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Championing women, championing change: reflections on a decade in the built environment industry.


When I entered the built environment sector in my early 20s, I’ll admit that I was naïve. At school and university I’d been used to largely gender balanced classrooms. It is well documented that girls tend to out-perform boys in school so I was also used to being perceived and understood by my peers and teachers as intelligent and respected. A self-proclaimed feminist from a young age, I’d been lucky I suppose to have emerged from young adulthood never feeling like I’d been treated differently because I was a woman. My passion for feminism came from a place where I found it unfathomable that I should ever be so. One might even say I entered the working world feeling quite cocky. Boy was I in for a rude awakening.

’ll never forget my first project team meeting, hosted at a well-known planning consultancy firm. I walked into the board room, faced with 15 men in suits. For the first time in my life, I was aware that I was the only female in the room. Finally realising what it felt like to be a minority, that uncomfortable feeling of not belonging or recognising anything of yourself in the others you see. I am aware of how privileged I am as a white female to have only felt that at the for the first time in my twenties and I’ll admit it was something I was wholly unprepared for. Luckily, I was very junior and not expected to say much but that wouldn’t last forever.

A year or so later, I entered a similar meeting this time as a manager leading the account. The site was in an area I knew well and I questioned the client’s approach to engagement, suggesting an alternative. My advice was immediately disregarded as inaccurate. A male consultant from another discipline later in the meeting made the exact same point I had done minutes before and the response was completely different. He was applauded for his strategic advice, credited with saving the client from making a terrible oversight. I couldn’t believe it. This is what it felt like to be disregarded, invisible. I was so shocked I didn’t speak up and claim the credit.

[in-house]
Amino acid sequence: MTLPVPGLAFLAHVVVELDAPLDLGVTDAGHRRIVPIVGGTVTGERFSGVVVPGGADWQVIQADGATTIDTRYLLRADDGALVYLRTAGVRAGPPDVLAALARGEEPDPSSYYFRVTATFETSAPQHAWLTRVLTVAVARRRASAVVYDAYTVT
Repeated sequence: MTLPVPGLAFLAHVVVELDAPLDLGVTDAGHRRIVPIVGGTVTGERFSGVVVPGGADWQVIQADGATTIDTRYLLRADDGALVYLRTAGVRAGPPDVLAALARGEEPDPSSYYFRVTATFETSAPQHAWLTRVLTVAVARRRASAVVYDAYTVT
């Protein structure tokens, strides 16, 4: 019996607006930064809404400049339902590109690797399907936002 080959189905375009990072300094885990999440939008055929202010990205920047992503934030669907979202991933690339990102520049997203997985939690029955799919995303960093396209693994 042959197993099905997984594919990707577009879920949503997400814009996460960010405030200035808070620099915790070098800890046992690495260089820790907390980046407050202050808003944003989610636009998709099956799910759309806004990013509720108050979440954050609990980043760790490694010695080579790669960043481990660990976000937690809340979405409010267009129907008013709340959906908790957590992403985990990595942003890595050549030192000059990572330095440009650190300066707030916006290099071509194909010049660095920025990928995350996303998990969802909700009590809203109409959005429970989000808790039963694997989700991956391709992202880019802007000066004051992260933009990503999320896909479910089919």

Over the last few weeks, I’ve spoken to female colleagues and clients (of which I am lucky to have so many now) about their experiences over their career and we all have similar stories to tell. From overtly demeaning comments from one regional housebuilder whose technical department referred to me as ‘Barbie’ to subconscious biases experienced by a colleague when clients assume a male junior is the project lead simply because they are male. Sadly it is all part and parcel of being a female.

At Meeting Place, we’ve worked hard over the years to bring awareness to the different experiences of women in our sector through our gender champions campaign. I’ve also been lucky enough to have a brilliant female mentor who picked me up, dusted me off and built my confidence back up after my various discriminatory experiences and I am now in the fortunate position to provide the same mentorship to the women who work for me.

As I reflect on my last ten years in this industry, there is loads to celebrate. It really does feel like a different sector to the one I entered. I cannot remember the last time I was the only female at a team meeting or when I was last invited to an event with an all-male panel. Jenny Daly’s historic promotion is also a huge step forward. These important shifts towards visible gender diversity will help encourage girls and young women to consider the built environment for their career and that the sector will evolve to be reflective of those within it.

We can’t get complacent however and I worry that whilst we have taken steps to address conscious sexism, we are still many years off addressing unconscious sexism that has been engrained over centuries. My colleague Rachel wrote about how this plays out in the design of our spaces in her recent blog and from the stories heard from colleagues, it certainly still plays out in the day to day working lives of women. We therefore need more gender champions, more representation, and more discussion about the different ways genders experience the world as without a recognition of the difference, everything will stay the same.

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